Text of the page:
Hydrogen as an energy source
Reading time – approx. 6 minutes – The second article in our three-part series on the topic of hydrogen as an energy source deals with the possibilities of using hydrogen as an energy source and the components required for this.
Hydrogen, the most common chemical element in our universe, is very well suited as a clean and efficient source of energy. Unlike in a heat engine, in which chemical energy is converted into mechanical energy through combustion and electrical energy is generated from this using a generator, hydrogen can release electrical energy directly through “cold combustion” in a fuel cell. This elimination of intermediate steps in the conversion process is characterized by a significantly higher efficiency of the overall system. The principle of “cold combustion” has been known since 1838, when Christian Friedrich Schönbein developed the galvanic gas battery, as the fuel cell was called at the time. However, the invention of the dynamo machine, the electric generator, by Werner von Siemens and the complex functioning of the fuel cell prevented its breakthrough at the time. New technological achievements in terms of catalyst material and manufacturing expertise, combined with the goal of decarbonizing the energy sector, are bringing the fuel cell back into focus today.
Electrical energy from hydrogen
As described in the article “Hydrogen as an energy storage medium”, hydrogen offers fundamental advantages when it comes to storing energy. In order to make the energy stored in hydrogen accessible to the end user again, it needs to be converted in a fuel cell.
This makes it clear that the fuel cell is not an energy storage device, but merely an energy converter. Similar to the structure of a battery, the fuel cell also consists of two electrodes coated with a catalyst, which are separated from each other by an ion conductor, the so-called electrolyte. The electrical energy is supplied by a chemical reaction of a fuel, in this case molecular hydrogen H2, with an oxidizing agent, usually molecular oxygen O2, which must be continuously fed in via the electrodes. Due to the standard electrochemical potentials of the substances involved, a fuel cell achieves a maximum theoretical voltage of 1.23VDC. In order to be able to use the electrical energy economically on a larger scale, several fuel cells are usually connected in series to form so-called stacks, which can supply a wide range of outputs and voltages.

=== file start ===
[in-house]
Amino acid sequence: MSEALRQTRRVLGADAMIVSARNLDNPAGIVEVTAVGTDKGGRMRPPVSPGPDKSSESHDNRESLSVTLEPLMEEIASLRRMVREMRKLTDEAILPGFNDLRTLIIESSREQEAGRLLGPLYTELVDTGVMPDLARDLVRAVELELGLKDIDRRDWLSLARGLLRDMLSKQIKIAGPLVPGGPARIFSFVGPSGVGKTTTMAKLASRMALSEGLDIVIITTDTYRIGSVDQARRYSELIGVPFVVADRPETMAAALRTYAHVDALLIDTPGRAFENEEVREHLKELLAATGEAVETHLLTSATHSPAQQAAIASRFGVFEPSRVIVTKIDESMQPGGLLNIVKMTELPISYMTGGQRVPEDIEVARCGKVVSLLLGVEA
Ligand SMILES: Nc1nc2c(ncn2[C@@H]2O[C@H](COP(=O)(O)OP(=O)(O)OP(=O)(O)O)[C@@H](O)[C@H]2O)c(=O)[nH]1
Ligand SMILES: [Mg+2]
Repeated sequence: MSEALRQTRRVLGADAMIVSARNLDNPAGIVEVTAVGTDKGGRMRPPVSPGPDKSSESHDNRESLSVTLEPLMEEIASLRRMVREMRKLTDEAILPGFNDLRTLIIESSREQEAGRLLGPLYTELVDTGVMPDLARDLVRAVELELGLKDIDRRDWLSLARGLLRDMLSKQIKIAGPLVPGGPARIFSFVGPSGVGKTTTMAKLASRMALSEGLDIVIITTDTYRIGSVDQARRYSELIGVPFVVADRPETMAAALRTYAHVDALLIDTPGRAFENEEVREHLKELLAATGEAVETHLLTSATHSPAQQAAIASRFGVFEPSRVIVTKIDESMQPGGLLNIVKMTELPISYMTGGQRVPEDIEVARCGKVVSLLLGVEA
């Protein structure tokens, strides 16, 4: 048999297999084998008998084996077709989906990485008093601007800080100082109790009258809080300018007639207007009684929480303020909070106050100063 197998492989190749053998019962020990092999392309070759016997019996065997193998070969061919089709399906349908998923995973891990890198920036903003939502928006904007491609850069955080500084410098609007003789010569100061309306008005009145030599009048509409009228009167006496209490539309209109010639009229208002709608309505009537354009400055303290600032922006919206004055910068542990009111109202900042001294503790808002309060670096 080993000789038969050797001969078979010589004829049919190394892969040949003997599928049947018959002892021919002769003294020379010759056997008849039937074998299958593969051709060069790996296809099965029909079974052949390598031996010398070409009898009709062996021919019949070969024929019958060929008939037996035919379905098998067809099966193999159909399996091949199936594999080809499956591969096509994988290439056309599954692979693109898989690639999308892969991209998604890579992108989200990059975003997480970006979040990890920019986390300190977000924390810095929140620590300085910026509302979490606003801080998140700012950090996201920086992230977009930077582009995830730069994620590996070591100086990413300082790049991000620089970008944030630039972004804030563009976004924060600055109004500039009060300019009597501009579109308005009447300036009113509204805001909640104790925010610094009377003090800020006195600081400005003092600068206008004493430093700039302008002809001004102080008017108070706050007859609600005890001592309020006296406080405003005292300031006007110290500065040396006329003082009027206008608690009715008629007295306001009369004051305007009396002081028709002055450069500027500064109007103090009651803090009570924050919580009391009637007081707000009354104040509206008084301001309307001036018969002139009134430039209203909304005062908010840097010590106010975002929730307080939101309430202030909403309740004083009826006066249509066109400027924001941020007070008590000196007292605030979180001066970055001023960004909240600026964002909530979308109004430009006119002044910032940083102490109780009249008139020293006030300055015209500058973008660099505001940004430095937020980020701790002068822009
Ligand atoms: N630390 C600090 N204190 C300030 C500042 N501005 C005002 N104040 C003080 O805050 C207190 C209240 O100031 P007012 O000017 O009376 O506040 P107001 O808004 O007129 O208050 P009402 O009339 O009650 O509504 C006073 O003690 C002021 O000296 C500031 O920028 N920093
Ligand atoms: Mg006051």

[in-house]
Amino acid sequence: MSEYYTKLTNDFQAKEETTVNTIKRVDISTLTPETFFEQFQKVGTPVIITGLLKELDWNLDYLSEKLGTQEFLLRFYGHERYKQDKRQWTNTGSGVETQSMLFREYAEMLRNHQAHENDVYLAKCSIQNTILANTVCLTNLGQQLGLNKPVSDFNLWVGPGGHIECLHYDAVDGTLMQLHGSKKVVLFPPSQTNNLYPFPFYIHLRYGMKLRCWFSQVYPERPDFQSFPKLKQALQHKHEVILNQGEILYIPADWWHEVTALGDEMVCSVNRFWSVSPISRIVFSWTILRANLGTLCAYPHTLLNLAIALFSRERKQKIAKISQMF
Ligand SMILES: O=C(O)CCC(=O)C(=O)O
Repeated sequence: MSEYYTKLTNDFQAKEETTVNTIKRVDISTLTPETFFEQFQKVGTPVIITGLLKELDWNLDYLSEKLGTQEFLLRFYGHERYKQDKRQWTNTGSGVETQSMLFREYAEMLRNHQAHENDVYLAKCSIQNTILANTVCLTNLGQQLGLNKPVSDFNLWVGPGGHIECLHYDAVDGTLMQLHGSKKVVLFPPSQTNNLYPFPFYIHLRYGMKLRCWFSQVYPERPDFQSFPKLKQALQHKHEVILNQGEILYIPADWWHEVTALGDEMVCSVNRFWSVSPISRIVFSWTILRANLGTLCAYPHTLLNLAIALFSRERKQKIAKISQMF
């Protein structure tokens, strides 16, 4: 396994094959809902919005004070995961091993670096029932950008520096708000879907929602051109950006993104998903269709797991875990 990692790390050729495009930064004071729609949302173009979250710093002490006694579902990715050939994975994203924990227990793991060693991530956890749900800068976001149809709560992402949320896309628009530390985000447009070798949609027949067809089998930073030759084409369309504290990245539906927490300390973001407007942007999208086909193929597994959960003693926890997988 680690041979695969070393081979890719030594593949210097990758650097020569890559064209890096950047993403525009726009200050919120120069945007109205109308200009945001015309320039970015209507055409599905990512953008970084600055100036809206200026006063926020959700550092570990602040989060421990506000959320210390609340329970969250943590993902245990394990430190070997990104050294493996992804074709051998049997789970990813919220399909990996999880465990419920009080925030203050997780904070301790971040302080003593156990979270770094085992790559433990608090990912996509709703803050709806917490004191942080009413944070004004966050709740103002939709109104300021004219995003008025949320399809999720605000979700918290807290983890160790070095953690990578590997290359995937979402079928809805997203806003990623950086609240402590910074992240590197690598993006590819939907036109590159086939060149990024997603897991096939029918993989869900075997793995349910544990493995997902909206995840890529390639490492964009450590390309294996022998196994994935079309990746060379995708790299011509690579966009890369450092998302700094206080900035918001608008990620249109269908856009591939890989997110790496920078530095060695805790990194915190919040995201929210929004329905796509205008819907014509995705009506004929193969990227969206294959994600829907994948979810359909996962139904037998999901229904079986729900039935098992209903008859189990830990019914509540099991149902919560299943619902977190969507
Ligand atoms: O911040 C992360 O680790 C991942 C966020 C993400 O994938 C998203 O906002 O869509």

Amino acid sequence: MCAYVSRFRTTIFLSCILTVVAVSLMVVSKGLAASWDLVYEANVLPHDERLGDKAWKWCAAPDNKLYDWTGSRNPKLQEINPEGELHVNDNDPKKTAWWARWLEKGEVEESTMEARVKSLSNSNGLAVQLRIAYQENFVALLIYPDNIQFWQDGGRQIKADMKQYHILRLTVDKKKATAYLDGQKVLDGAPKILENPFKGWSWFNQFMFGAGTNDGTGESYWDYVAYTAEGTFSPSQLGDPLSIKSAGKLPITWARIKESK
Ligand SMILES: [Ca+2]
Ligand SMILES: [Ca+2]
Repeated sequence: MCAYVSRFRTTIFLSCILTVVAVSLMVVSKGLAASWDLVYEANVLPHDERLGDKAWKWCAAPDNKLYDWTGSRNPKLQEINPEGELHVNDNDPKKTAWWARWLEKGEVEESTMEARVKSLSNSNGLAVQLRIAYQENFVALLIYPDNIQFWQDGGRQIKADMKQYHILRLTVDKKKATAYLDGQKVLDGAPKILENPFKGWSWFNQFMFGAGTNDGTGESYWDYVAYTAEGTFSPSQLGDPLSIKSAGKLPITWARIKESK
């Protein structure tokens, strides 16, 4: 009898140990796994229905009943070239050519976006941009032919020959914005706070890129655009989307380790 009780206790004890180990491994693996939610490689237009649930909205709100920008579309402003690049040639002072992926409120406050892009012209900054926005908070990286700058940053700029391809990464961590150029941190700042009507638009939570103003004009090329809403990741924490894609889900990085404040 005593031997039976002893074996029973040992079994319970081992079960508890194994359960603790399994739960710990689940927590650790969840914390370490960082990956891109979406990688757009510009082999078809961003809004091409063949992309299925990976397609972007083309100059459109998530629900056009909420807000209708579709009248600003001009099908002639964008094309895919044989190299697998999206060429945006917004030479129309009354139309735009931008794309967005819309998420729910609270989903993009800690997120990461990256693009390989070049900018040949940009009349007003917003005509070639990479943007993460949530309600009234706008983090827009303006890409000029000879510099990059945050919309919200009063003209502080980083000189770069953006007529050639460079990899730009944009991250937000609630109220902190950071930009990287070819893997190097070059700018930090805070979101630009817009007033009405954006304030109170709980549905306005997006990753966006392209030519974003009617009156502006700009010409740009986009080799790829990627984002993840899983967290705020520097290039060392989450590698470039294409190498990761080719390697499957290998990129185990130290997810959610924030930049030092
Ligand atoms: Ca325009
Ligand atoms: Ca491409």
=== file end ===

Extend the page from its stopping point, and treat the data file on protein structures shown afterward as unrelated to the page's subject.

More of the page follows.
DC/DC converters for controlling fuel cells
The current hype surrounding green hydrogen is also reflected in the research activities surrounding fuel cells. While the focus here used to be on material-specific problems such as the search for suitable membranes or catalysts, the system behavior and optimal operation of the fuel cell now play a key role.
The window in which a fuel cell works most efficiently is extremely small, so that a large number of different system parameters such as gas quantities, gas compositions, cooling temperatures and load behavior must be taken into account.
As a rule, loads are not supplied directly from fuel cell stacks, but are fed from intermediate batteries. In addition to significantly simpler control behavior, this also offers the advantage that the fuel cell systems can be smaller in size, as short-term overload situations are buffered by the batteries. A DCDC converter transforms the output voltage of the fuel cell to the required charging voltage of the battery.
DCDC converters play a decisive role in maintaining the optimum operating point of the fuel cell system. Instead of continuously adapting the control variables of the fuel cell to the current load situation, suitable controllable DCDC converters can adapt the load to the current operating conditions of the fuel cell. With the help of additional external sense lines, the DCDC converter can record and react to relevant operating parameters of the fuel cell such as temperature, moisture content of the cell or the output voltage as required. It is also possible to control the DCDC converter using a higher-level control unit via a communication interface.
A fan is often integrated into the system to supply the stack with oxygen, to cool it and to remove product water from the cells. The control of the fan influences the operating temperature of the stack and the moisture content of the cell. If the cell is too dry, the efficiency drops due to poor conductivity. On the other hand, a cell that is too humid favors condensation, which hinders the transport of the gaseous reactants. Such a fan with associated control electronics can also be supplied via a second output of the DC/DC converter in addition to the power path.
Applications for hydrogen as an energy source
Hydrogen is suitable for central, large-scale power plants in the megawatt range for supplying large or numerous end consumers or for stabilizing supply networks. However, hydrogen as an energy source is also ideal for smaller, decentralized applications, such as mobility or home heating. Fuel cell heating offers the elegant advantage of achieving year-round self-sufficiency, depending on the system. In the summer months, surplus photovoltaic electricity is used to produce hydrogen using an electrolyzer. This hydrogen supplies electrical energy in winter when there is little photovoltaic power. In addition, the waste heat from the fuel cell can be used to heat the buildings.
Thanks to new technologies and a political and social rethink with regard to sustainability, hydrogen as an energy storage system and energy source offers excellent opportunities in a wide range of applications. The triumphant advance of “cold combustion” will be unstoppable in the coming years.